Next to the weather, everyone likes to complain about the huge sums America's chief executive officers are raking in. The complainers have a point, of course. But we don't begrudge big pay packages — provided the chief is delivering returns to shareholders.
In our annual performance-versus-pay scorecard, we identify bosses whose companies have beaten the market and their peers — and those who have failed to produce.
Leading our list is John Bucksbaum of General Growth Properties, a real estate investment trust. Over the past six years he's been paid a modest $624,000 a year, while delivering a 37 percent annual return to shareholders. Give this guy a raise.
At the bottom is Richard A. Manoogian, chief executive of Masco, manufacturer of housing products like faucets, gutters and cabinets. While his stock has beaten the S&P 500 over six years, it stinks in comparison with Masco's sector (which includes a number of big home builders). The boss has been collecting a paycheck averaging $9 million a year.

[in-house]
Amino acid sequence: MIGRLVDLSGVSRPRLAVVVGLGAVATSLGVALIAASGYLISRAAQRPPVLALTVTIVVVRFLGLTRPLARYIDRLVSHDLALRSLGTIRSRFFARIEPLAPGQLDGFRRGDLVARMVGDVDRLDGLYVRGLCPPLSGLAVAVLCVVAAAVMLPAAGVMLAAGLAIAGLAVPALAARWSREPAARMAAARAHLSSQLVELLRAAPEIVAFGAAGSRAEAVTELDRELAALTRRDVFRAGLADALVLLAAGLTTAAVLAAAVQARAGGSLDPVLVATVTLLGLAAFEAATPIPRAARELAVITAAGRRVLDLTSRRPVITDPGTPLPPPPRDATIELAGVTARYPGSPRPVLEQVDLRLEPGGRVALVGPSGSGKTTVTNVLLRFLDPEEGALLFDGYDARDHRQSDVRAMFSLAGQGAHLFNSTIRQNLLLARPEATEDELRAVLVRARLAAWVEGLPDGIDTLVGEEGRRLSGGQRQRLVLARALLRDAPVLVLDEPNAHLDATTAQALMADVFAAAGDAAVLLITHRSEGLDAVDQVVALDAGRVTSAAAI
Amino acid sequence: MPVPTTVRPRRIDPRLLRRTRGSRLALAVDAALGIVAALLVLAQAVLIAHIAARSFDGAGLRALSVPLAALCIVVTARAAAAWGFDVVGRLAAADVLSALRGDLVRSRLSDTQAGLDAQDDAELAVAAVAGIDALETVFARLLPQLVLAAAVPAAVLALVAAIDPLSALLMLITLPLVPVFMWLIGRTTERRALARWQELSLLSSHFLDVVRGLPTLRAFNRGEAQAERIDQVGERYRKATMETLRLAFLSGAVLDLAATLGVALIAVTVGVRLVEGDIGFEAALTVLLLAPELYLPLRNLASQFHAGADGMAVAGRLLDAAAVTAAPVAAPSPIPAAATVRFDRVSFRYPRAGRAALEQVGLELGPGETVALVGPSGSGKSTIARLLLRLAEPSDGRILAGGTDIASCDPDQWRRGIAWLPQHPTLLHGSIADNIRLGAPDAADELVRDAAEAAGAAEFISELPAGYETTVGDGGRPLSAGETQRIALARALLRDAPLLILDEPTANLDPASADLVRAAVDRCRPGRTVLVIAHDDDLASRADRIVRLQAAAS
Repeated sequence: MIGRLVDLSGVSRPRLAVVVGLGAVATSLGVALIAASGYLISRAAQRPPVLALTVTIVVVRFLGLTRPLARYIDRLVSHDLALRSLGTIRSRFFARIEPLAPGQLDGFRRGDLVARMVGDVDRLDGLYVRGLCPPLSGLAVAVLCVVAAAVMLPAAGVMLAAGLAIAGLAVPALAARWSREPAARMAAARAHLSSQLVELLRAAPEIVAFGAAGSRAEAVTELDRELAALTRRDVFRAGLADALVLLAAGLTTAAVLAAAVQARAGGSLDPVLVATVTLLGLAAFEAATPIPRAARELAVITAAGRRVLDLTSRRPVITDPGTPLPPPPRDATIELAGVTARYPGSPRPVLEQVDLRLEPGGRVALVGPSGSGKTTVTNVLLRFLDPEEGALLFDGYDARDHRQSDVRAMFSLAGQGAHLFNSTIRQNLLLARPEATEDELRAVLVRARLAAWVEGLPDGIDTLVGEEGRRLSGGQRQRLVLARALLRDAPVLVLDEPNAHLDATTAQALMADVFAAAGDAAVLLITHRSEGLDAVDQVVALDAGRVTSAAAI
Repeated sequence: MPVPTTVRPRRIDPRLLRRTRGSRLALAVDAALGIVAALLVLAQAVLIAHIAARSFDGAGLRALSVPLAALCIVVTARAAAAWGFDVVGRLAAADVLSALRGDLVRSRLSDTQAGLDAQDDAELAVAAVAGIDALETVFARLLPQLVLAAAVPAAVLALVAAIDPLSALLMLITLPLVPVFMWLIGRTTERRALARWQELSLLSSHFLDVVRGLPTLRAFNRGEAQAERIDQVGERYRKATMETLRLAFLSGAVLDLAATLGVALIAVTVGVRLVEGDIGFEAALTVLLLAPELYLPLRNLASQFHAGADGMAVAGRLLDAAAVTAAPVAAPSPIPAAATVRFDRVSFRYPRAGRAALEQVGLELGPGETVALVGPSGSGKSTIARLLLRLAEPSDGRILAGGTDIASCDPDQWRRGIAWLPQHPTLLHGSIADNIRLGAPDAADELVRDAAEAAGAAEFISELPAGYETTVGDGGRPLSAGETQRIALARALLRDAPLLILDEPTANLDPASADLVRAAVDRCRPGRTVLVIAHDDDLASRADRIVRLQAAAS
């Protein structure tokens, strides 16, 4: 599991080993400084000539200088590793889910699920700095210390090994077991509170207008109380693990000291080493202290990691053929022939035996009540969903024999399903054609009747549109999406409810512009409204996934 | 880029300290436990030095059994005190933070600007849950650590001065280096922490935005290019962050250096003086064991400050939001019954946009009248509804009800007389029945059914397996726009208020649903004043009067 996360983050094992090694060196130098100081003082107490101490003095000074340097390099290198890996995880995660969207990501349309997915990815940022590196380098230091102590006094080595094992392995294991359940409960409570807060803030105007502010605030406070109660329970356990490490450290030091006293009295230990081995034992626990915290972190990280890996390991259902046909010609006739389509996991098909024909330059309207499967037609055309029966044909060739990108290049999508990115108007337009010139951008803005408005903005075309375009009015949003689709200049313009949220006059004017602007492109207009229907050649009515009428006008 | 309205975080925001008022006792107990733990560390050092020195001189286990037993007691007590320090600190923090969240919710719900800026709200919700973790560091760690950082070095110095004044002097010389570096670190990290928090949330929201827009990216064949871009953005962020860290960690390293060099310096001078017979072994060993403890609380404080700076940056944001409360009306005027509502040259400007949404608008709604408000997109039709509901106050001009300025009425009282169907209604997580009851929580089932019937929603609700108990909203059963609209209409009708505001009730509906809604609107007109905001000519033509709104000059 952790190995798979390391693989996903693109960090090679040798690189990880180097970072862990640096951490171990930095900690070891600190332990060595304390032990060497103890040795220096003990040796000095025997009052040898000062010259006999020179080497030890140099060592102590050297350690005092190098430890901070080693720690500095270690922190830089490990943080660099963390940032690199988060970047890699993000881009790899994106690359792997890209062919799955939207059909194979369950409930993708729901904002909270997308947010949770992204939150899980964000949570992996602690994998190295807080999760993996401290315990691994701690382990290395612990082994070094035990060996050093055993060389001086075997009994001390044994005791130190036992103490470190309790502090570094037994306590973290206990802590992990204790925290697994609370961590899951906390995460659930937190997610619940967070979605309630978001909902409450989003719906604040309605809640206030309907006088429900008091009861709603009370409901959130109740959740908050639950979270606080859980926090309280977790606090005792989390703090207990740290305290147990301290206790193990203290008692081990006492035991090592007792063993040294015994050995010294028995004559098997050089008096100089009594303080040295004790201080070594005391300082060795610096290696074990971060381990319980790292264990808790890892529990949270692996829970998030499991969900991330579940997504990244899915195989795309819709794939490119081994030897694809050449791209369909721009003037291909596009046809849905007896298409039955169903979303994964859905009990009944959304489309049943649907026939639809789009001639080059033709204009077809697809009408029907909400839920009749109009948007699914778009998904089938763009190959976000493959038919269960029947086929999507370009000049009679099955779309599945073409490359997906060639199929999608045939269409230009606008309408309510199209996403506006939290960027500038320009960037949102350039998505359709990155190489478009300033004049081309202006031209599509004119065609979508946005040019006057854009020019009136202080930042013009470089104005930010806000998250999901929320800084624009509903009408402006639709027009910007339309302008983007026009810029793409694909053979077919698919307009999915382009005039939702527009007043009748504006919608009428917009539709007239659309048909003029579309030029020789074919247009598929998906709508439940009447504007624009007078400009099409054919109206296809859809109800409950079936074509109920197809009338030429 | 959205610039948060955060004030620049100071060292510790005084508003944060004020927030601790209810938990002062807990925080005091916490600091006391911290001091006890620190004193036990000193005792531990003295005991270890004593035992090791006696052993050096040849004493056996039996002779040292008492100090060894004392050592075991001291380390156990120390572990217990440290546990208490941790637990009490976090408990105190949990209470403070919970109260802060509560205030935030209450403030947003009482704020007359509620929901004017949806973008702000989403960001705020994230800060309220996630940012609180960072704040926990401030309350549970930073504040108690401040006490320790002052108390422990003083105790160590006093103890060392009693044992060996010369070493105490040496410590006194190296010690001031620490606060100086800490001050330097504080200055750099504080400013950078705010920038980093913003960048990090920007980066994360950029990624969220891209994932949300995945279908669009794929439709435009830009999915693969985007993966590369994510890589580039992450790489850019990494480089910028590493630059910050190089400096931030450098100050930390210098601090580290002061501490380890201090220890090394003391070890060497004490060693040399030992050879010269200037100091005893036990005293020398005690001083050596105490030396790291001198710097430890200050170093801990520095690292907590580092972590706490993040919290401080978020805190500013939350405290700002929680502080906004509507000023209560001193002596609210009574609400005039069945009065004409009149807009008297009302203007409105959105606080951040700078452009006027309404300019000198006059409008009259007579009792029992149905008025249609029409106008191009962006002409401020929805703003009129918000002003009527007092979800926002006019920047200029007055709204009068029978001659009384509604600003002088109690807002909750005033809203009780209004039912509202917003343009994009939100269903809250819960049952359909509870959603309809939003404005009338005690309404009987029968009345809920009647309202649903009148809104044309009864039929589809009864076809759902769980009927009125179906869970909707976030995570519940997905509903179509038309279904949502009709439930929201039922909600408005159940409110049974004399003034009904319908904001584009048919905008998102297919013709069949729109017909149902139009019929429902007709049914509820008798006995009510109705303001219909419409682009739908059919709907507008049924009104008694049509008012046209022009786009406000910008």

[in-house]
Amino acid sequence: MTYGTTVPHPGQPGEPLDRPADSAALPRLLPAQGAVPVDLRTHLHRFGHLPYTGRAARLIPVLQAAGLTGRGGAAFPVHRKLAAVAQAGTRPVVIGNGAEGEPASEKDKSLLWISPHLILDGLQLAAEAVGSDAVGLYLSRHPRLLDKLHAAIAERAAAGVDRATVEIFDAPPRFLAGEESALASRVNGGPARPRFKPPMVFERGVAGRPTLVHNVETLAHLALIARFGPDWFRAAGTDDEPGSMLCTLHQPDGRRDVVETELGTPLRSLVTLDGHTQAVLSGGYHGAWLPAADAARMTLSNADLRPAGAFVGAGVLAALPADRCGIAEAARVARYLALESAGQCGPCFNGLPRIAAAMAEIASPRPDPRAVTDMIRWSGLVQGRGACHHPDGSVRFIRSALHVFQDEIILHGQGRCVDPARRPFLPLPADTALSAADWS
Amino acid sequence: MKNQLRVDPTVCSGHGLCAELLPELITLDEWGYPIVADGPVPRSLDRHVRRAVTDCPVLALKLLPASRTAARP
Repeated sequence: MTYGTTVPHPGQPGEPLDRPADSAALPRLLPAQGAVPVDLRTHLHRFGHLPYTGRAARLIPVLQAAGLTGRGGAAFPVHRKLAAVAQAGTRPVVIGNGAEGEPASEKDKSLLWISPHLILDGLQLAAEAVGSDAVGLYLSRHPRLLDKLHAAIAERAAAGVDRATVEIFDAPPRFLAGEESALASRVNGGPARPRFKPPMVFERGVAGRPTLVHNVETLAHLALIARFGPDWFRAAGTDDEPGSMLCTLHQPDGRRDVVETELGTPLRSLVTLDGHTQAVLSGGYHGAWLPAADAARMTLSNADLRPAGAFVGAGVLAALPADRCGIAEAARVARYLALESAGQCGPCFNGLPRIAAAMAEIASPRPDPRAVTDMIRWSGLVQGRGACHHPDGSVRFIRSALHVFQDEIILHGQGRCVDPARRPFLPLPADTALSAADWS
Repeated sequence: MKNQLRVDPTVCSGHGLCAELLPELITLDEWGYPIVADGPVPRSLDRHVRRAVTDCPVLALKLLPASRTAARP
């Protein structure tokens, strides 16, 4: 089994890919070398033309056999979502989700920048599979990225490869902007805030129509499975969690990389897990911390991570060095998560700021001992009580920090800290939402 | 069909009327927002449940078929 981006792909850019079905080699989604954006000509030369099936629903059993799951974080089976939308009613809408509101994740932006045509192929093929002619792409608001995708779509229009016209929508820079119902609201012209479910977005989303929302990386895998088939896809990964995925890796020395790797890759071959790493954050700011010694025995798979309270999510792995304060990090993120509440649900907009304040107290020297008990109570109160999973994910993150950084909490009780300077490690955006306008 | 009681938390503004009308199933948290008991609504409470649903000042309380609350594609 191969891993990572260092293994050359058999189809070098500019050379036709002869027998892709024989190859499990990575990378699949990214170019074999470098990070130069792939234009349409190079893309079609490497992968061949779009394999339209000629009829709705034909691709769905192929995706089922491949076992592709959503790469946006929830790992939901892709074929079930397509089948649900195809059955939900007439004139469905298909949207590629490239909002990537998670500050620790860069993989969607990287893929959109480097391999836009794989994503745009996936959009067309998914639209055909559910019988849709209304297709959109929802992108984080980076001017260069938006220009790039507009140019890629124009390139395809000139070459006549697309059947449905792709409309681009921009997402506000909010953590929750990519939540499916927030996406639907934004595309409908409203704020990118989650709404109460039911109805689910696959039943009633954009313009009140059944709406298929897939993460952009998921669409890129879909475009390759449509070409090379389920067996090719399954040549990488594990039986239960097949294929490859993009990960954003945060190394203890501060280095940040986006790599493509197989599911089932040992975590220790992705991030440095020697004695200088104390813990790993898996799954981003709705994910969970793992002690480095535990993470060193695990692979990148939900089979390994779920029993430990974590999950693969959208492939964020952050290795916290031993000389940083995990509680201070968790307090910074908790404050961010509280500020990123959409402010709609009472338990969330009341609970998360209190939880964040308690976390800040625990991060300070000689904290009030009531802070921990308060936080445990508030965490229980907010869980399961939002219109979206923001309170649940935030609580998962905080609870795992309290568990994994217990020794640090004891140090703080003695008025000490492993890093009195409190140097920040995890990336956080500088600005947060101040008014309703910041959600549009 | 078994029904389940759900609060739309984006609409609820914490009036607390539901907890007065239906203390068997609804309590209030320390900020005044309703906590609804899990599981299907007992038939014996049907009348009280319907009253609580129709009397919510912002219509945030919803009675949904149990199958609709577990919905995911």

For our rankings we screened our database for executives with at least six years as chief executive and a six-year pay history.
We found 189 bosses who fit the bill, and we rank them four ways. The first two, and most heavily weighted, are the annualized stock performance during the leader's tenure and performance relative to the S&P 500 during that time. The third is the company's stock performance (including dividends) relative to that of its industry peers over six years. The last factor is total compensation (including cashed-in options) over the past six years.
Performance matters more than pay. With miserable enough results a boss can be rated a clunker even with a tiny paycheck. He should be paying the shareholders.